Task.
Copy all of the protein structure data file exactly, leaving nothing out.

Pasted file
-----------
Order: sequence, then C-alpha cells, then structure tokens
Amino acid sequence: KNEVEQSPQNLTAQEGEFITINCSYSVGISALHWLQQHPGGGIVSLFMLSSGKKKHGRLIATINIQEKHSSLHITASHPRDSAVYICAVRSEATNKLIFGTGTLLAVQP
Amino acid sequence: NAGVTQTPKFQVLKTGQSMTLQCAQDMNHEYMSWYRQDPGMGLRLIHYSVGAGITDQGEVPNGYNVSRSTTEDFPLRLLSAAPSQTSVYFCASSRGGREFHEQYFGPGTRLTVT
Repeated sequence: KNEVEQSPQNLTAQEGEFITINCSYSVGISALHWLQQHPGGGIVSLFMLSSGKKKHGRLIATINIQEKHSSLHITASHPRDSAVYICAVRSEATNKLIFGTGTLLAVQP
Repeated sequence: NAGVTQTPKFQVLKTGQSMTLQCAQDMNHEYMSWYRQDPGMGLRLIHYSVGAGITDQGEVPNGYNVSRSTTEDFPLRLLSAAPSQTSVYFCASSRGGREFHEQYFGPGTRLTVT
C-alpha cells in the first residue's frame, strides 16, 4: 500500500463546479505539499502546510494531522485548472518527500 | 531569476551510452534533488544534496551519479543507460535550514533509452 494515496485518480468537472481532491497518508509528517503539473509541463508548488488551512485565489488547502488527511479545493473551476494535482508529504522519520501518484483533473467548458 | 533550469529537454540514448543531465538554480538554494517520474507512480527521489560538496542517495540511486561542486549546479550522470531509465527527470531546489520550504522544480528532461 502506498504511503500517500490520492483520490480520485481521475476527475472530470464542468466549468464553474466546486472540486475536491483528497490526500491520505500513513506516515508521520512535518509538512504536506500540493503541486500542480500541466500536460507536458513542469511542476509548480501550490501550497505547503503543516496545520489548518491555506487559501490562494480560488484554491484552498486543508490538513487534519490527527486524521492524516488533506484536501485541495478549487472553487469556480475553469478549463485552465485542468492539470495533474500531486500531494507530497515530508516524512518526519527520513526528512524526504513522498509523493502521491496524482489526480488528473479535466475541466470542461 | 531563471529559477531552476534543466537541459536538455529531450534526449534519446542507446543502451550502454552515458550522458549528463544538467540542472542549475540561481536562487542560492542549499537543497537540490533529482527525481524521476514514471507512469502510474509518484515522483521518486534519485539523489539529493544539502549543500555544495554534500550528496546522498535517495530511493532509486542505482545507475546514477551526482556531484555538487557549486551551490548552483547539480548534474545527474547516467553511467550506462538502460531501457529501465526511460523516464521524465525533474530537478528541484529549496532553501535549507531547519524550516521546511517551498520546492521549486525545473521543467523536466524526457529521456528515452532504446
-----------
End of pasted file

Order: sequence, then C-alpha cells, then structure tokens
Amino acid sequence: KNEVEQSPQNLTAQEGEFITINCSYSVGISALHWLQQHPGGGIVSLFMLSSGKKKHGRLIATINIQEKHSSLHITASHPRDSAVYICAVRSEATNKLIFGTGTLLAVQP
Amino acid sequence: NAGVTQTPKFQVLKTGQSMTLQCAQDMNHEYMSWYRQDPGMGLRLIHYSVGAGITDQGEVPNGYNVSRSTTEDFPLRLLSAAPSQTSVYFCASSRGGREFHEQYFGPGTRLTVT
Repeated sequence: KNEVEQSPQNLTAQEGEFITINCSYSVGISALHWLQQHPGGGIVSLFMLSSGKKKHGRLIATINIQEKHSSLHITASHPRDSAVYICAVRSEATNKLIFGTGTLLAVQP
Repeated sequence: NAGVTQTPKFQVLKTGQSMTLQCAQDMNHEYMSWYRQDPGMGLRLIHYSVGAGITDQGEVPNGYNVSRSTTEDFPLRLLSAAPSQTSVYFCASSRGGREFHEQYFGPGTRLTVT
C-alpha cells in the first residue's frame, strides 16, 4: 500500500463546479505539499502546510494531522485548472518527500 | 531569476551510452534533488544534496551519479543507460535550514533509452 494515496485518480468537472481532491497518508509528517503539473509541463508548488488551512485565489488547502488527511479545493473551476494535482508529504522519520501518484483533473467548458 | 533550469529537454540514448543531465538554480538554494517520474507512480527521489560538496542517495540511486561542486549546479550522470531509465527527470531546489520550504522544480528532461 502506498504511503500517500490520492483520490480520485481521475476527475472530470464542468466549468464553474466546486472540486475536491483528497490526500491520505500513513506516515508521520512535518509538512504536506500540493503541486500542480500541466500536460507536458513542469511542476509548480501550490501550497505547503503543516496545520489548518491555506487559501490562494480560488484554491484552498486543508490538513487534519490527527486524521492524516488533506484536501485541495478549487472553487469556480475553469478549463485552465485542468492539470495533474500531486500531494507530497515530508516524512518526519527520513526528512524526504513522498509523493502521491496524482489526480488528473479535466475541466470542461 | 531563471529559477531552476534543466537541459536538455529531450534526449534519446542507446543502451550502454552515458550522458549528463544538467540542472542549475540561481536562487542560492542549499537543497537540490533529482527525481524521476514514471507512469502510474509518484515522483521518486534519485539523489539529493544539502549543500555544495554534500550528496546522498535517495530511493532509486542505482545507475546514477551526482556531484555538487557549486551551490548552483547539480548534474545527474547516467553511467550506462538502460531501457529501465526511460523516464521524465525533474530537478528541484529549496532553501535549507531547519524550516521546511517551498520546492521549486525545473521543467523536466524526457529521456528515452532504446